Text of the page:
My Own Private Idaho ('18', selected cinemas) My Own Private Idaho ('18', selected cinemas) Hear My Song ('15', selected cinemas) High Heels ('18', Lumiere)
My Own Private Idaho has sex scenes in tableaux vivants, magazine covers that talk, and wonderful, silvery shots of leaping salmon. It misrepresents illness in order to be amusing and Shakespeare in order to seem deep. The auteur-director, Gus Van Sant, chucks in whatever he wants without worrying too much what we'll think of it.
Mike (River Phoenix) wanders around as a Holden Caulfield rent-boy; Scotty (Keanu Reeves), also a rent-boy, is soon to inherit money and clout and leave his friends behind. The miseries of their life on the streets are depicted with misplaced humour. After an unenthusing scene of Mike at work as a prostitute, we see him walk across the word 'MEN' written in huge letters on the pavement outside a lavatory. Later Mike and Scotty huddle under a statue called 'The Coming of the White Man'. You either notice this or you don't. The gentlemen who pick the boys up, meanwhile, are portrayed as mildly per- verted nutters, with their karaoki, cleanli- ness or Gene Kelly fetishes on display to make us laugh and, perhaps, to take the sting out of another rent-boy's account more or less to camera — of being raped
by a man with a bottle. It is difficult to fath- om how much we are supposed to mind about what. The film conveys the atmo- sphere of having its heart in the right place, but it's hard to say where that is.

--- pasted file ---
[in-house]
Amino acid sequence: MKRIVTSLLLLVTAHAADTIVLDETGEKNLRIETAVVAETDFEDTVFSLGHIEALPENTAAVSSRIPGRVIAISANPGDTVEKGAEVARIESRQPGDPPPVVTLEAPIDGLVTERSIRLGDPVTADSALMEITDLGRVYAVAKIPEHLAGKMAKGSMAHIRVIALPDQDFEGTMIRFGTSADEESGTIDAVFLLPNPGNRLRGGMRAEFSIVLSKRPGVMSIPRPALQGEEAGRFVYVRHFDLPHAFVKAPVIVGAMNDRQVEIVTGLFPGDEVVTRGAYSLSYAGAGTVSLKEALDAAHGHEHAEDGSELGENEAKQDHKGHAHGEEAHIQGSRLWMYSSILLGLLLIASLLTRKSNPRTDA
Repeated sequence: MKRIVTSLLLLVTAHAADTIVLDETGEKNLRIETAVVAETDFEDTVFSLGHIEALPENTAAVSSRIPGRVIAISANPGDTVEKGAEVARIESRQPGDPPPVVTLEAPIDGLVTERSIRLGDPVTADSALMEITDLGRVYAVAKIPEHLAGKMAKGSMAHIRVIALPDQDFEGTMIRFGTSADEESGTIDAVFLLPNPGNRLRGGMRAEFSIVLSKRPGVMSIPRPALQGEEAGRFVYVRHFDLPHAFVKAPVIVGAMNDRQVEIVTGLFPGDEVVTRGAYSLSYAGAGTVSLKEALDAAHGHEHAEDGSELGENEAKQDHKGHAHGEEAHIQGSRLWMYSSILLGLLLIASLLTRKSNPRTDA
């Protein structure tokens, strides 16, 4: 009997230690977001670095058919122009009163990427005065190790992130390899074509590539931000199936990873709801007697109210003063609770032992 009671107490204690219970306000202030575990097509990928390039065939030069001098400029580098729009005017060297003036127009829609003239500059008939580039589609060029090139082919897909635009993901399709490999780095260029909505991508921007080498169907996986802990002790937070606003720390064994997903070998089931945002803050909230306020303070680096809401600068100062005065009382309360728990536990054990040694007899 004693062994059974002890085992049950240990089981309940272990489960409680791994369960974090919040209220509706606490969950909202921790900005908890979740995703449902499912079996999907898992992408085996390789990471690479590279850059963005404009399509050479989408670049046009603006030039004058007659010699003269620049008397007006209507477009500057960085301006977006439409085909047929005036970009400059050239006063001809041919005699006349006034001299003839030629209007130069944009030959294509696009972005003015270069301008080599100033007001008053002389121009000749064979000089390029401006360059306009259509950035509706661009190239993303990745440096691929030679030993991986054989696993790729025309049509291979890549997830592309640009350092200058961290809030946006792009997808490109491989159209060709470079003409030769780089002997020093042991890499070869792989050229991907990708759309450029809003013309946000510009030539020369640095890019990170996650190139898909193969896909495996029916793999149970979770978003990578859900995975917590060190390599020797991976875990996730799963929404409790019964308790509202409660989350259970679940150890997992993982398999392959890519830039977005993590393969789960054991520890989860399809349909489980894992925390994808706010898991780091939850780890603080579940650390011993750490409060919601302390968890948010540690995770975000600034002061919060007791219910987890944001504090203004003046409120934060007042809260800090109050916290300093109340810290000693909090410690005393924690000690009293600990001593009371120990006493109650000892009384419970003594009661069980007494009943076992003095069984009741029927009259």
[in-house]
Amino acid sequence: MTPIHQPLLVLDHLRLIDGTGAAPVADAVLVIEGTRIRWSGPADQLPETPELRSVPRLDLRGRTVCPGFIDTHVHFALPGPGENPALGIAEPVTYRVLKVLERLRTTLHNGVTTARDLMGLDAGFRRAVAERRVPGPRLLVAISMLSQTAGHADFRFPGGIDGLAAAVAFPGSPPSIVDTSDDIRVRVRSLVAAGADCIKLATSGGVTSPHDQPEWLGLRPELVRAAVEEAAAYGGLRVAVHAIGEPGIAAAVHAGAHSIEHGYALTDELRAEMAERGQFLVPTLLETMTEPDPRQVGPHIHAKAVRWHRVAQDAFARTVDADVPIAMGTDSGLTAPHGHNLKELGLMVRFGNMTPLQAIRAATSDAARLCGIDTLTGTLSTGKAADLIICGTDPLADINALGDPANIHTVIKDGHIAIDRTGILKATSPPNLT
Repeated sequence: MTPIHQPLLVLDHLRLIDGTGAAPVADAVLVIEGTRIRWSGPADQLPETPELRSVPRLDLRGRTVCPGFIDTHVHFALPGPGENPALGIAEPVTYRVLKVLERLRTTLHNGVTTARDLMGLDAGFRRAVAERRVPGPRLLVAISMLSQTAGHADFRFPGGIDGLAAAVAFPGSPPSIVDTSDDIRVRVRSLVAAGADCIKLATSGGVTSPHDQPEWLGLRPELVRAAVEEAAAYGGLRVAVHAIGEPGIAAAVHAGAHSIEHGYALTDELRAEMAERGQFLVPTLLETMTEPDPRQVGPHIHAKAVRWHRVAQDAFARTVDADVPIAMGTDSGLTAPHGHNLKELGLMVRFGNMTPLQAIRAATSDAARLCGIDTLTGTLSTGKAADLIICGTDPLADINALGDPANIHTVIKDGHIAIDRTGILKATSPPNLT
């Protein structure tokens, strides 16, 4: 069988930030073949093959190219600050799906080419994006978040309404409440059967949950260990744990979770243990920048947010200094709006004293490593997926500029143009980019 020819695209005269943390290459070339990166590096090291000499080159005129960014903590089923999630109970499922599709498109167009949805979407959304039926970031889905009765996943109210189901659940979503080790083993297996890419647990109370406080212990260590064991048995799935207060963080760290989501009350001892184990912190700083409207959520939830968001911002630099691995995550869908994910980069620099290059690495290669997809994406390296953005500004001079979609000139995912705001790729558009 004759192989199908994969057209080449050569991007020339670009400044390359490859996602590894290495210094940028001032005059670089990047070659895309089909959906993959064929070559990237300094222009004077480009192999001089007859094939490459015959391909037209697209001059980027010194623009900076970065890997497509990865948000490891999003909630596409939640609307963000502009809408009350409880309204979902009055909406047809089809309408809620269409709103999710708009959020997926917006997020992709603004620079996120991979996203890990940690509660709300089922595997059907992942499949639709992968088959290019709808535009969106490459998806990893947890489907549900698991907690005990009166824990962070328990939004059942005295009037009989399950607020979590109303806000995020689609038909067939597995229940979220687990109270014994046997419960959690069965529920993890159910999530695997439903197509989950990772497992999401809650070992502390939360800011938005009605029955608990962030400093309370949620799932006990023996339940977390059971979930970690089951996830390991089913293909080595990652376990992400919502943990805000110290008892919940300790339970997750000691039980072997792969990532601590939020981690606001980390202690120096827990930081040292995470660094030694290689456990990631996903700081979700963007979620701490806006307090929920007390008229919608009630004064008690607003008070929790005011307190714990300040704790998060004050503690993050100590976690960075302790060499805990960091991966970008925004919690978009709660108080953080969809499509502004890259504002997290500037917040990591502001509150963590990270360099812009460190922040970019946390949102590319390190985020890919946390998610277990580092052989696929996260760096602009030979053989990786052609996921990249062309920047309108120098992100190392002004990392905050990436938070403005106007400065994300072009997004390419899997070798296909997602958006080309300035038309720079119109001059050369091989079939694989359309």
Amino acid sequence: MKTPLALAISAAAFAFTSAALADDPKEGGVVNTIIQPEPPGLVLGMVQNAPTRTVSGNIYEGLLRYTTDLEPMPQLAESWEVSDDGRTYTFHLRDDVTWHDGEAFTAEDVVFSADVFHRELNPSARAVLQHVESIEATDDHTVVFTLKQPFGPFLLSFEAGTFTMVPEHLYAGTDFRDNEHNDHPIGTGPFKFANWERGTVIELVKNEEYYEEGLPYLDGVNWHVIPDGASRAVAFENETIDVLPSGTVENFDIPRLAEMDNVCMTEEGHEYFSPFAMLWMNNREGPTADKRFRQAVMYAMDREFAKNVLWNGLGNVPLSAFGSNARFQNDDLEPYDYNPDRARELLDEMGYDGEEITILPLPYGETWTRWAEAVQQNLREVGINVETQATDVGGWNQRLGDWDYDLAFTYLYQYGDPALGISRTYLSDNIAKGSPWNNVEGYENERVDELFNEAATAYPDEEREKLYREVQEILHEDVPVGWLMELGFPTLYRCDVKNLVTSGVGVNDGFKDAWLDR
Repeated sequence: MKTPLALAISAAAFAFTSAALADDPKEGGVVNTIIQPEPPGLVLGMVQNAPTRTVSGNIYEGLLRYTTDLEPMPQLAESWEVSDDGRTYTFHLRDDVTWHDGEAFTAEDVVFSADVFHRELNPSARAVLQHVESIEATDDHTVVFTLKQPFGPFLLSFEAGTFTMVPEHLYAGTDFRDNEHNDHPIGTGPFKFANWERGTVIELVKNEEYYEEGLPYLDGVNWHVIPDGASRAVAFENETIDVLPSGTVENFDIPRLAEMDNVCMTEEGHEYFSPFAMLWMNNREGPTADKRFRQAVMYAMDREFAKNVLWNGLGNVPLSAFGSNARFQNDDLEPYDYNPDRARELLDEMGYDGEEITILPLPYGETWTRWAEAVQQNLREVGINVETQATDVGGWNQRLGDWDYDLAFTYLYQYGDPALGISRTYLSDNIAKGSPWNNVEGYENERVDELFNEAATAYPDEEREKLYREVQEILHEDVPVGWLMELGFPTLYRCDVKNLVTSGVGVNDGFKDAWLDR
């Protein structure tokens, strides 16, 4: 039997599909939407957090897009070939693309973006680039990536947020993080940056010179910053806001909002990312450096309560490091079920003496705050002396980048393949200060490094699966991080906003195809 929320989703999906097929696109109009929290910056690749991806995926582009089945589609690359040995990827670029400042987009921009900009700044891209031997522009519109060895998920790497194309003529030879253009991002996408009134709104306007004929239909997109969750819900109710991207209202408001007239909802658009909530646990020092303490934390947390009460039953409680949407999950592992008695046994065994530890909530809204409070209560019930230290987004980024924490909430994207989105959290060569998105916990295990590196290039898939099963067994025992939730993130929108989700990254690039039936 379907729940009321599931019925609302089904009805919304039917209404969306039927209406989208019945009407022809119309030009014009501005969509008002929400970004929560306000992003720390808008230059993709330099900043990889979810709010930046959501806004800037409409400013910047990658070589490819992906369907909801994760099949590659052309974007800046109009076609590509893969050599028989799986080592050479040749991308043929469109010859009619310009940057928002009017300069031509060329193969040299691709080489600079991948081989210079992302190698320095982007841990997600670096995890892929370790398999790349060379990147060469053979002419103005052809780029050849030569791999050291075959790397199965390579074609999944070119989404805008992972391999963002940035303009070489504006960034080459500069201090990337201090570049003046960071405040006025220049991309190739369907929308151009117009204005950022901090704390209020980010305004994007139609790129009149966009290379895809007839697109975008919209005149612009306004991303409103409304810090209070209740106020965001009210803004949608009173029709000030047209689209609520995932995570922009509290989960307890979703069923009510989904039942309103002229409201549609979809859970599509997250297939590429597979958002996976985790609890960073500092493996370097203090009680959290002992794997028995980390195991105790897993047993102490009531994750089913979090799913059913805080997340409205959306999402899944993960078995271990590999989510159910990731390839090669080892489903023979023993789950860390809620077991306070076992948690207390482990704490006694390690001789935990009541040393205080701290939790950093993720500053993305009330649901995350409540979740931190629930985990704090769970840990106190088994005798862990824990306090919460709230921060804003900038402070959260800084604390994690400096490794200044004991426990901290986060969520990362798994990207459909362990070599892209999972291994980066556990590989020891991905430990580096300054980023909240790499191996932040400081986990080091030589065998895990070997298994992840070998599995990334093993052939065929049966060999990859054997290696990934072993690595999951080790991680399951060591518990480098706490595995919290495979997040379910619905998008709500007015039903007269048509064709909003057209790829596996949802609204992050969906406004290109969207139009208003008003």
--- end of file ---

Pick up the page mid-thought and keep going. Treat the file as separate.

The actors, as they roam around search- ing for Mike's mother, appear to be mak- ing a good job of doing what they were told. Phoenix, especially, gives an excellent performance as a narcoleptic. Is it his fault that the symptoms — falling asleep under stress in an instant, and so deeply that no one can wake him — are quite wrong? And did Keanu Reeves, who speaks American so perfectly, decide by himself to declaim his Shakespeare like a comic turn? Some- one is responsible for these mistakes, and it is probably the director. We have escapism, glamorous, beautiful escapism, but what we miss over and over again is pain.
Shining Through is a film to enjoy in the afternoon, on television in 45 years' time. It makes little concession to wit or realism, but this does not affect its appeal. David Seltzer has had the good sense to stick to a proven formula and the whole thing is gen- uinely romantic. Michael Douglas plays the classic surly but seducible hero, a dashingly good-looking combination of Maxim de Winter and Mr Darcy; Melanie Griffiths is the plucky, adorable and possibly less than intelligent heroine. Almost anything show- ing Michael Douglas in a white cravat, especially one masquerading as a blood- stained bandage, is worth a quick look. In any case the film's aim is so single-minded that there is scarcely any point in raising objections to the stupidities of its plot.
Films to be avoided just now include Hear My Song and High Heels, unless you are particularly keen. on short skirts and feeble joking around. To be fair, the audi- ence seemed to enjoy car batteries running down in the middle of a moor, two in a tent and Spanish tomfoolery. While I hated Hear My Song all the way through, there are about three scenes in High Heels which work. Proportionally this was rather thin
gruel. Almodovar seems to be throwing in some seriousness after Women on the Verge of a Nervous Breakdown and Tie Me Up! Tie Me Down!, but this is not necessarily a step forward.
'It's very sad. Apparently they have the intelligence of a three-year-old xprizni.'